rate.
Applicability of DTAA: As mentioned in Example (a), DTAA provisions are
applicable.
Hence TDS is to be made by the fi rm on the interest payment otherwise the
interest will be disallowed u/s 40(a)(ia) of the Act.
c) A scheduled commercial bank pays interest to the depositor on
Non-resident ordinary deposit account (NRO Account). What are the
compliances, as per IT Act, the bank has to consider for the payment
of interest?
NRO Account: The existing accounts of Indians who become NRI’s and
Rupee deposit account opened by NRI by way of remittances from abroad
shall be treated as NRO Deposit Account.
As long as the depositor is Non-resident, the deposit opened by him will be
treated as NRO Deposit. After the Depositor become resident of India, the
deposit will be treated as domestic deposit.
Interest paid to a Non-resident Indian is taxable in India under the provisions
of the Act as mentioned in the case referred in (a) above.
Liability to deduct tax is as per section 195 of the Act.
The rate of TDS is 20% as provided in clause (A) of (b) of 1 to Schedule I –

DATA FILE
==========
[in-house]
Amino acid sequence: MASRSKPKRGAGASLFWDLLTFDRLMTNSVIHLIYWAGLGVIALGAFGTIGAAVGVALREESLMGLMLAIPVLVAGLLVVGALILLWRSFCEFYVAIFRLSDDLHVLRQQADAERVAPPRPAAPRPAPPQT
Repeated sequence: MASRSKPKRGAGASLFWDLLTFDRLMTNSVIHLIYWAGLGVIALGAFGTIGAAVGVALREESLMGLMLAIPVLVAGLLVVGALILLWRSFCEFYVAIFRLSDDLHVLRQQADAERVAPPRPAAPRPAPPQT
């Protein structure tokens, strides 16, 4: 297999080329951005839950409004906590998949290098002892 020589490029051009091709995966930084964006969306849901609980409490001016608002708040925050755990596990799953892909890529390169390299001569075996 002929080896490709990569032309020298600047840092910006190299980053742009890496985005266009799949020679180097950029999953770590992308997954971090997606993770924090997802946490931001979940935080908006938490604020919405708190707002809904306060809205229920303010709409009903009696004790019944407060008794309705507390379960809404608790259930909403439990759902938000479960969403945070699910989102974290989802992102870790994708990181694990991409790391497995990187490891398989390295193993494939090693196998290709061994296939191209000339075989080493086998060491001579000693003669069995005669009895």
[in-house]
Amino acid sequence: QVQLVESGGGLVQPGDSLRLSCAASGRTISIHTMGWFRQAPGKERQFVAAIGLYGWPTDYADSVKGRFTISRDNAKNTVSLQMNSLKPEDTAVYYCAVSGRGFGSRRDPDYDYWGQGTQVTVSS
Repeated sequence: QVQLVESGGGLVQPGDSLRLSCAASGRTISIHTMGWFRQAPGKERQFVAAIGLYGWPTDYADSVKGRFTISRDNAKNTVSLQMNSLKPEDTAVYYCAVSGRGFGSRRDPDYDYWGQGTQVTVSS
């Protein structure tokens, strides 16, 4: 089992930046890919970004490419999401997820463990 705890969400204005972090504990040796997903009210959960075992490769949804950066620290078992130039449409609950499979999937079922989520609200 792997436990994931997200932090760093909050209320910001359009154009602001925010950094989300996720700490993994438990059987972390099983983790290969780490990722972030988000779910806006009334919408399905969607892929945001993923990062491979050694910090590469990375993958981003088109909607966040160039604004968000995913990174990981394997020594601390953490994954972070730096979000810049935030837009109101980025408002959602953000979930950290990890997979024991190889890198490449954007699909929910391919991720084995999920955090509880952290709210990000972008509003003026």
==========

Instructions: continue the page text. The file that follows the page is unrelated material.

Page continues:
Part-II.
As the money put in as deposit in banks are in the nature of Investments, the
rate of 20% will be the appropriate rate for deduction because any amount
deposited in bank is investment only. This rate will apply only to the income,
which are considered as investment income as per the IT Act.
For the purpose of this Schedule, investment income shall have the meaning
assinged to chapter XII-A of the Income tax Act.
In chapter XII-A, section 115 clause defi nes investment income as under:
“investment income” means any income derived, other than dividends referred
to in section 115-O, from a foreign exchange asset;”
Only Investment made out of foreign exchange asset is subjected to 20%,
otherwise higher rate of 30% is applicable, if money is deposited apart from